The secretive, and surprising, world of printed Premier League football shirts

Gregg Evans

Football shirts are not just fashion accessories for diehard supporters — they are seriously big business.

With the Premier League’s popularity continuing to grow exponentially, and a global audience eager to buy into the ‘product’, a replica team jersey emblazoned with the name and squad number of a star player is an ideal marketing device.

But how does this niche, yet crucial, corner of the English top flight’s commercial arm really operate?

The Athletic travelled across the country, and spoke to industry experts, many of whom asked to remain anonymous as they did not have permission to speak about commercially sensitive matters, to find out more.

Our conversations revealed:

  • Which player is the most requested at each Premier League club
  • Why players never ‘pay off a transfer fee’ in increased shirt sales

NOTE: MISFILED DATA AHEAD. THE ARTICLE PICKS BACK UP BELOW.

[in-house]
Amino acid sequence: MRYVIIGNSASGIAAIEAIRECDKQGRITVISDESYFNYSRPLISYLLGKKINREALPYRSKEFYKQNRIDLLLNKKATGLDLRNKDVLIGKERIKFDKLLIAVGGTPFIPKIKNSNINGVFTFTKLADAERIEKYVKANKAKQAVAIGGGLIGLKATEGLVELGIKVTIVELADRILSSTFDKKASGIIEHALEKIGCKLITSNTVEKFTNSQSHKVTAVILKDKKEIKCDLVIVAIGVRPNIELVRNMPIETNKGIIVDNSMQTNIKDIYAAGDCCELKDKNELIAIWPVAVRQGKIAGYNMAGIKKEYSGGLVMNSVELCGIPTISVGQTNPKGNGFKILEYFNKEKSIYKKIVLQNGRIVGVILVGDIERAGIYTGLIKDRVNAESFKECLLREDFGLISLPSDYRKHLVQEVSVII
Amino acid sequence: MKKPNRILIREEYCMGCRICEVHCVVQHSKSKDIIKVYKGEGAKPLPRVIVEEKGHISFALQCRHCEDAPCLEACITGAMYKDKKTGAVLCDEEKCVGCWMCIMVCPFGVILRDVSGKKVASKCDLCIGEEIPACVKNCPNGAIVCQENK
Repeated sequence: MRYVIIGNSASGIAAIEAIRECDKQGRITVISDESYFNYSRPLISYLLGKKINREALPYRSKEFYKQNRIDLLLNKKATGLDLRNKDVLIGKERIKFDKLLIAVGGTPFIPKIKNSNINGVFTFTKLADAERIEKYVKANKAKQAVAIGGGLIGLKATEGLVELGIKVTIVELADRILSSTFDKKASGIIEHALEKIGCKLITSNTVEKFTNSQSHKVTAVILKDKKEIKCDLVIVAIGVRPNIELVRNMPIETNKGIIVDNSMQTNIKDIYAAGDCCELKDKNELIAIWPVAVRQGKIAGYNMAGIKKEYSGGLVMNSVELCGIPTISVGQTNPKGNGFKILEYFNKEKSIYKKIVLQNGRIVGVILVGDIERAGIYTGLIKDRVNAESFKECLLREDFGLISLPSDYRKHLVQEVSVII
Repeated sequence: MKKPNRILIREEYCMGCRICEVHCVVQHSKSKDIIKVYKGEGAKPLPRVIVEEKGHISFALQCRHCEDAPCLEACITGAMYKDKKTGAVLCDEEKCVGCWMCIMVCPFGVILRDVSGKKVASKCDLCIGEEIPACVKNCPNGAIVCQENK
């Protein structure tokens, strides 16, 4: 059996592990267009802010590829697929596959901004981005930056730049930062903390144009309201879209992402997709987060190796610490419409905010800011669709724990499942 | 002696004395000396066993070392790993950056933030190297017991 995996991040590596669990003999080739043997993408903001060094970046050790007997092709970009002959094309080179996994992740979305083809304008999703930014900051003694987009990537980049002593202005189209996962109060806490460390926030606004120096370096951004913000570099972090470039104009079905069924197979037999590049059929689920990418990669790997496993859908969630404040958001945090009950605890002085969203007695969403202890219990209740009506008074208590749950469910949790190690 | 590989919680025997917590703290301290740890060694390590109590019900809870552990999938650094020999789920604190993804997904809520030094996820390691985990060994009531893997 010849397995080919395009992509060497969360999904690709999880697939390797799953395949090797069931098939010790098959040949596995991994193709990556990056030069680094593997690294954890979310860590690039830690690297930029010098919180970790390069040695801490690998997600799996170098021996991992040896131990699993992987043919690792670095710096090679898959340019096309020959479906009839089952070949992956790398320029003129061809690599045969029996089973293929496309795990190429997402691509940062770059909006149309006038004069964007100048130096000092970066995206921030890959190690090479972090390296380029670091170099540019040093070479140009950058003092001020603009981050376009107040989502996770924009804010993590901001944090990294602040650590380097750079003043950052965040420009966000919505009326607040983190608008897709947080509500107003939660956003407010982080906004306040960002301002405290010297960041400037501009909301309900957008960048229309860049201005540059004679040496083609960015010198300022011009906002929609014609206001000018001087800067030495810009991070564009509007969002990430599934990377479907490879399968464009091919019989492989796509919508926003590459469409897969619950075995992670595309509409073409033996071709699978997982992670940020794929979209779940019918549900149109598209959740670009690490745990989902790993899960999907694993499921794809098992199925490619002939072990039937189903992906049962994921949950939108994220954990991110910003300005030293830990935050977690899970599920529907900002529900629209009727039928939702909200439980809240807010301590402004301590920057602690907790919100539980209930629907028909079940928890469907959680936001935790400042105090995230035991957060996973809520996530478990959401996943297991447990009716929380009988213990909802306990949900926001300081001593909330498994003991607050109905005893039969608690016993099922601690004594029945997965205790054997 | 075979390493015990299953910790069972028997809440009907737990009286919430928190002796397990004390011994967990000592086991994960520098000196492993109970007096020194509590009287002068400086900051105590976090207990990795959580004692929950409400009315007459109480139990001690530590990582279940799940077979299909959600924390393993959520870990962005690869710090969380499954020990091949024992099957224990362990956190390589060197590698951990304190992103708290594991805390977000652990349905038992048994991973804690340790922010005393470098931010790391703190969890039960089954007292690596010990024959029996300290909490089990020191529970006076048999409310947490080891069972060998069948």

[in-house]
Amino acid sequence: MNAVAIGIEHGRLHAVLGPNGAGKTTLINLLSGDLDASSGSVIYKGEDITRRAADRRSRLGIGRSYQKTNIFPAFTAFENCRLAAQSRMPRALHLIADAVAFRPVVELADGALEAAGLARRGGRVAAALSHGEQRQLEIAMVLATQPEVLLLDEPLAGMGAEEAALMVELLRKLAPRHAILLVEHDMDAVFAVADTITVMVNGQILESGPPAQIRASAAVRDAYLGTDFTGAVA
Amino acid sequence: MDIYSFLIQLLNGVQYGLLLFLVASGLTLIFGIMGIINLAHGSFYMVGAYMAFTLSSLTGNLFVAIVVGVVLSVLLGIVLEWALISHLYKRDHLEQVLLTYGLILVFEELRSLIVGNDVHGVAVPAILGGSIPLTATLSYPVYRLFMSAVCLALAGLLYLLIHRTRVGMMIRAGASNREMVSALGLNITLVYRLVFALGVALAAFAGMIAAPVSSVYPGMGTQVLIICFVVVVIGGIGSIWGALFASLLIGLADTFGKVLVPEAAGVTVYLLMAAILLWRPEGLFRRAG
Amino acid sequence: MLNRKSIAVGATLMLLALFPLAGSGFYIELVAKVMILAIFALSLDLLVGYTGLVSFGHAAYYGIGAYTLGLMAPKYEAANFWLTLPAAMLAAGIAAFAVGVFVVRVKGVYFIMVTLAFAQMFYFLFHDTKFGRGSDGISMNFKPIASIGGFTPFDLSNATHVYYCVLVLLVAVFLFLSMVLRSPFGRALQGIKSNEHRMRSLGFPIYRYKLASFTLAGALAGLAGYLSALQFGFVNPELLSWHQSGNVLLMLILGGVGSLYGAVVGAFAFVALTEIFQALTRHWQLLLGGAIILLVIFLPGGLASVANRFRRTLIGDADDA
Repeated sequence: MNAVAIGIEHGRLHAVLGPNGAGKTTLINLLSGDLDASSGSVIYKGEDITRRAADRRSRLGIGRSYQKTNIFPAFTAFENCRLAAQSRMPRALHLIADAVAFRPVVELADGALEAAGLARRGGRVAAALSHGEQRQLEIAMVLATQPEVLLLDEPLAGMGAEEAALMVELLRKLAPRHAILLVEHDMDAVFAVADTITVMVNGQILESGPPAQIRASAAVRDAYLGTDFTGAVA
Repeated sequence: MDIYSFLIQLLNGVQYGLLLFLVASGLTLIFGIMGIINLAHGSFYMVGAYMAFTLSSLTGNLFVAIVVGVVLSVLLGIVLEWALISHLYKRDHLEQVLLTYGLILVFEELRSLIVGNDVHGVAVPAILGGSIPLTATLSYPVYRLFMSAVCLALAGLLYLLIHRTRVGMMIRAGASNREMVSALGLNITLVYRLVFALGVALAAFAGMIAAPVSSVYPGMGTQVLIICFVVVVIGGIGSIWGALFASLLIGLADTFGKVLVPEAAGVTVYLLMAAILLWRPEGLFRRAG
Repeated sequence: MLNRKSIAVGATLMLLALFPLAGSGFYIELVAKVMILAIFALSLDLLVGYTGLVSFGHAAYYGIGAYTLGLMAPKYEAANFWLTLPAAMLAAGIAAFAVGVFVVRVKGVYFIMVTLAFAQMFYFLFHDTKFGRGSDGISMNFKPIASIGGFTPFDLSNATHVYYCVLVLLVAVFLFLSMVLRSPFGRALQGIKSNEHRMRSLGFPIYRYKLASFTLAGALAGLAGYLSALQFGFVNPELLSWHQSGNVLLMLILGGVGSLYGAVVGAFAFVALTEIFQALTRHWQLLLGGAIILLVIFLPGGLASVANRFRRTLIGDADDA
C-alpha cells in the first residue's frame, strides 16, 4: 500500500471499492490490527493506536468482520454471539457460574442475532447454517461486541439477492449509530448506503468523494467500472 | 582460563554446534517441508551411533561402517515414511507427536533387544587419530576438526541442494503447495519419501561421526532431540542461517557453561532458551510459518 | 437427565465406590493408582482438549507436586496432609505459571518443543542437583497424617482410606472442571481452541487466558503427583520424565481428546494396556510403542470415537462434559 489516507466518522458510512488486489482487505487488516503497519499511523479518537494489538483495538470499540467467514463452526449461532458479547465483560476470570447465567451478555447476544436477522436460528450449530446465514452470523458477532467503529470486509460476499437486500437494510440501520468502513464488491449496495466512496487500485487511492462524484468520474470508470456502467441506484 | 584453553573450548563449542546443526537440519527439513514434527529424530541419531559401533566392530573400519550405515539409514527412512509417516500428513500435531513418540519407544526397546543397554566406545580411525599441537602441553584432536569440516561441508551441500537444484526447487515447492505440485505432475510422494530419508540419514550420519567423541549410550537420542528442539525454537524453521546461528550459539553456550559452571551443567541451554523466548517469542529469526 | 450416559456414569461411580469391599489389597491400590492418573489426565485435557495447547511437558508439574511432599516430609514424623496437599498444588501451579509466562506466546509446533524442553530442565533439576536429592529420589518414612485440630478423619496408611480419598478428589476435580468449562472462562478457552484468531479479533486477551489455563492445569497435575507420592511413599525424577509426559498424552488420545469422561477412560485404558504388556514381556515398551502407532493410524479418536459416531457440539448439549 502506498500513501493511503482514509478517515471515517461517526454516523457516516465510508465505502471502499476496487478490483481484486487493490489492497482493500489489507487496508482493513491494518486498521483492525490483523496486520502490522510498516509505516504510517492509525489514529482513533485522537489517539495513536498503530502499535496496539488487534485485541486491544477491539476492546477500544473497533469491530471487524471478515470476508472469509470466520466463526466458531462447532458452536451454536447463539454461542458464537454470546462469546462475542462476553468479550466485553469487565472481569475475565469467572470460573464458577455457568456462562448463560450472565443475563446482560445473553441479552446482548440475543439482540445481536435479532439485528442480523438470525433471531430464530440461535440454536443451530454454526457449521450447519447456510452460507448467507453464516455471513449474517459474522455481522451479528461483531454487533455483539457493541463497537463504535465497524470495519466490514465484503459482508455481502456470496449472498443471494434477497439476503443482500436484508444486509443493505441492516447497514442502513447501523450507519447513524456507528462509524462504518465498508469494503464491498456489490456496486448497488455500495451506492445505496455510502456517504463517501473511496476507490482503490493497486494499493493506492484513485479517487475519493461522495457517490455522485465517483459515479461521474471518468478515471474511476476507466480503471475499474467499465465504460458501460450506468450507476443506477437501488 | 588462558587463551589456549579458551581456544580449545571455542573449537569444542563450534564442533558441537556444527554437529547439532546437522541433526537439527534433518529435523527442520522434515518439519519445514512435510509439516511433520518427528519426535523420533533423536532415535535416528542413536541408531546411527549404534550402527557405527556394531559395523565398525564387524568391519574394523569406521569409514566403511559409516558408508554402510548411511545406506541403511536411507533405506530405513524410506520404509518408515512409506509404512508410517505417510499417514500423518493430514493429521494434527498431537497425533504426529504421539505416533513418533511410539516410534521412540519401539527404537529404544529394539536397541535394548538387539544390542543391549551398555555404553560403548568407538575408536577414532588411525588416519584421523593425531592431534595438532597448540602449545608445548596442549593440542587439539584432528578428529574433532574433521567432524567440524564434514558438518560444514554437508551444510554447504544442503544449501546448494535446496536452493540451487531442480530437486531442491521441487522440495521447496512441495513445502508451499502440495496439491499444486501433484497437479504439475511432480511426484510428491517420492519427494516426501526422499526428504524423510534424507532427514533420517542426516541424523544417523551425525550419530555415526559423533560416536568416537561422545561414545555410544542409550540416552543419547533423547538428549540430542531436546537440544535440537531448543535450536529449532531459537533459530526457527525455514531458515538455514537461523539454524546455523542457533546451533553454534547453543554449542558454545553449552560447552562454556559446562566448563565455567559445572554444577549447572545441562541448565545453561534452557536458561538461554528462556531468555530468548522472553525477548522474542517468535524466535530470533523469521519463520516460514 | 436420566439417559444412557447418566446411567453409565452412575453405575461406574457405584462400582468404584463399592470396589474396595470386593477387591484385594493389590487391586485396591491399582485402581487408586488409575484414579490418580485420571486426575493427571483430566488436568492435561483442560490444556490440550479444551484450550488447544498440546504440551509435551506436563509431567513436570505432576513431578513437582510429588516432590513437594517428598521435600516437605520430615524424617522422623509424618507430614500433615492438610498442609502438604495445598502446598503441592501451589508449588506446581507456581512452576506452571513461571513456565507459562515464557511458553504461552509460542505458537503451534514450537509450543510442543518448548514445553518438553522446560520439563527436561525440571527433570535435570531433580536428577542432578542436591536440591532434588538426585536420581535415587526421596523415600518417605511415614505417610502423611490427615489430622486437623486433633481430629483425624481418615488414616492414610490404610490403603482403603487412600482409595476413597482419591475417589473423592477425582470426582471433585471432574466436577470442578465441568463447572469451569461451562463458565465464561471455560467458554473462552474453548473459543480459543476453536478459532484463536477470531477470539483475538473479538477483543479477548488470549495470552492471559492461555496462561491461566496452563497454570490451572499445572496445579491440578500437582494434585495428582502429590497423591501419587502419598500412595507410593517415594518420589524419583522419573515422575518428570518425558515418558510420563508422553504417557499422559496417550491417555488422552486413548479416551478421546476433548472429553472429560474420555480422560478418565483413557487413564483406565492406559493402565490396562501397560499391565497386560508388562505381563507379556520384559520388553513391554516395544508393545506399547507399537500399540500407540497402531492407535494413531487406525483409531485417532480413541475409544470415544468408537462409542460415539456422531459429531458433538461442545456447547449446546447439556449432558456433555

• Rival teams appeal to each other for help in a football retail WhatsApp group when specific letters run low in club shops
  • Why the length of a player’s name matters (and not in the way you might think).

What’s certain is the shirt-selling business is booming in the run-up to Black Friday and Christmas as new ideas around design and marketing help attract a wider audience. And for as long as the Premier League flourishes, that interest will not wane any time soon.

The first myth to debunk is that players are worth signing for their commercial appeal alone.

Clubs hire footballers for their playing ability and how they fit into the team, not how good they look on an advertising board, although that certainly helps.

The second is that expensive players recoup a large sum of the transfer fee involved by boosting shirt sales.

“The uplift is not always that high,” says a member of the commercial team at a successful Premier League club. “When Cristiano Ronaldo rejoined Manchester United it was a bit different. The same when Erling Haaland joined Manchester City, but most big-money signings fail to have a major impact on sales unless they have a core following from a big country or go on to become a superstar in their own right.”